Nor did I maintain that there is a “constitutionally significant difference between Communism and militant Islam.” It was perfectly appropriate to criminalize Communist advocacy of the violent overthrow of government, and I was most critical of the tendency among doctrinaire civil libertarians to minimize the Communist threat. But if there is no constitutional difference, there is a factual difference. Militant Islam poses an even greater clear and present danger than Communism did. If, as I believe, there was a case for barring advocacy in the earlier context, there is an even better case for barring advocacy in the present one.
Lino A. Graglia’s apparent absolutism is the polar opposite of Geoffrey R. Stone’s, and to me it is not much more attractive. Even if I did not think it doctrinally unwise, the hour is way too late to be gainsaying the irreducible core of minority rights to which our society is and has always been committed.
But I do think it unwise. Free expression is a luminous value—and even if I am guilty of rhetorical excess, we would value it no less had it been enshrined in the Third rather than the First Amendment. Furthermore, to observe that the First Amendment obviously does not mean exactly what it says is hardly grounds for saying it means nothing of an inviolable nature or would be better understood as merely hortatory.
Where I part company with Mr. Stone is in the perilous lengths he would go to protect dissent. I thoroughly agree with him, however, in positing that there is a right to dissent. The Sedition Act prosecutions were an abomination because they eviscerated that right. Whether or not the Act itself violated the First Amendment—as I, like Mr. Stone, think it did—is a matter of objective fact. I do not see why Mr. Graglia should be any more impressed by the Federalist Supreme Court’s approval of the law than he would be of, say, the Warren Court’s condemnation of it. Indeed, this bleak episode stands as a caution against what Mr. Graglia seems to be arguing for: the treatment of constitutional guarantees as if they were advisory. Without the mandate of law, without courts to enforce them, those protections would be certain to be swept aside when majorities found it expedient to do so.
I wholeheartedly agree with Mr. Graglia that the Warren Court went overboard, and that we need not embrace a First Amendment jurisprudence that leaves us vulnerable to terrorist attack. But while, as he says, all issues in a democracy should be decided by the views of the people, the American people have decided, in their fundamental law, that a core of free speech cannot be overridden by the majority—which means it must be protected by the courts. The challenge, of course, is to identify what that finite core is and to protect it—but only it.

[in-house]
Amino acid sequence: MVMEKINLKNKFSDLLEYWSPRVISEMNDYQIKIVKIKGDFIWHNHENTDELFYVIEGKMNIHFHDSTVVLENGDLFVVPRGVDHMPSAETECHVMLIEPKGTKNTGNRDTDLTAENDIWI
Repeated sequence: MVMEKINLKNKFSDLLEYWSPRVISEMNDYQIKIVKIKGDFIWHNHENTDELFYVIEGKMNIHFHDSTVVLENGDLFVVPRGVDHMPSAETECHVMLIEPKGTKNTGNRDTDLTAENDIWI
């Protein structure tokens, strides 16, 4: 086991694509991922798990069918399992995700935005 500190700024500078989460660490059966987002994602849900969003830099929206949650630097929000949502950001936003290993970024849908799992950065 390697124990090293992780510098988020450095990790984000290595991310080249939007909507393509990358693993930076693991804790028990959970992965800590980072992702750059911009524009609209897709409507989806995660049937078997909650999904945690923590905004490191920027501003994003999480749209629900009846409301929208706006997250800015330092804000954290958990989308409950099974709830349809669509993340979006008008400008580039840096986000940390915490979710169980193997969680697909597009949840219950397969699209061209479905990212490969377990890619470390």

On this score, I believe Robert H. Bork has the best of the argument. There are well-established categories of speech (such as advocacy of violence) that do not advance the exposition of ideas and the search for truth. Within those parameters, the people’s democratic representatives ought to be able to regulate expression. To be sure, there is a role for the courts, but it is limited to ensuring that any regulation is confined to those narrow categories. It should not extend to assessing the likelihood that a particular episode of speech, within one of those categories, will result in the harm against which the regulation was designed to protect us.
To the Editor:
In purporting to analyze “the most severe political crisis” in Israel’s brief history, Hillel Halkin focuses on the influence of Rabbi Abraham Isaac Hacohen Kook and his son [“The Settlers’ Crisis, and Israel’s,” March]. This leads him to the conclusion that “all that is left” of the settler movement “is a Kookian faith.” But opponents of Prime Minister Sharon’s withdrawal and eviction plan cannot be viewed solely through the narrow prism of religious messianism. Surely Mr. Halkin would not consider political leaders like Natan Sharansky, Moshe Arens, and Uzi Landau, and the 60 percent of Likud voters who opposed Sharon’s plan, to be motivated by “a Kookian faith.”
The most glaring omission from Mr. Halkin’s analysis is his failure to address how, in the absence of a peace agreement, the Sharon government could forcibly expel its own citizens from 25 communities for the sole reason that they are Jewish. Under what moral principle must disputed land be made judenrein in order for it to be ruled by Palestinian Arabs? This burning question remains unanswered, and without addressing it one cannot comprehend the “violent opposition” to Sharon’s plan.
Nor does Mr. Halkin address the chilling effect on free speech and democracy in Israel resulting from recent actions by the Sharon government, like the dismissal of cabinet ministers opposed to the euphemistically named “disengagement” plan (arrived at, Sharon boasted, “in consultation with myself”). Sharon has stated that “those opposed to the disengagement are involved in incitement,” to which Natan Sharansky replied, “It is frightening to see how an entire public of law-abiding citizens who oppose the disengagement are being delegitimized.” The heavy-handed attempt to stifle all opposition has engendered a great deal of the heat surrounding Sharon’s plan.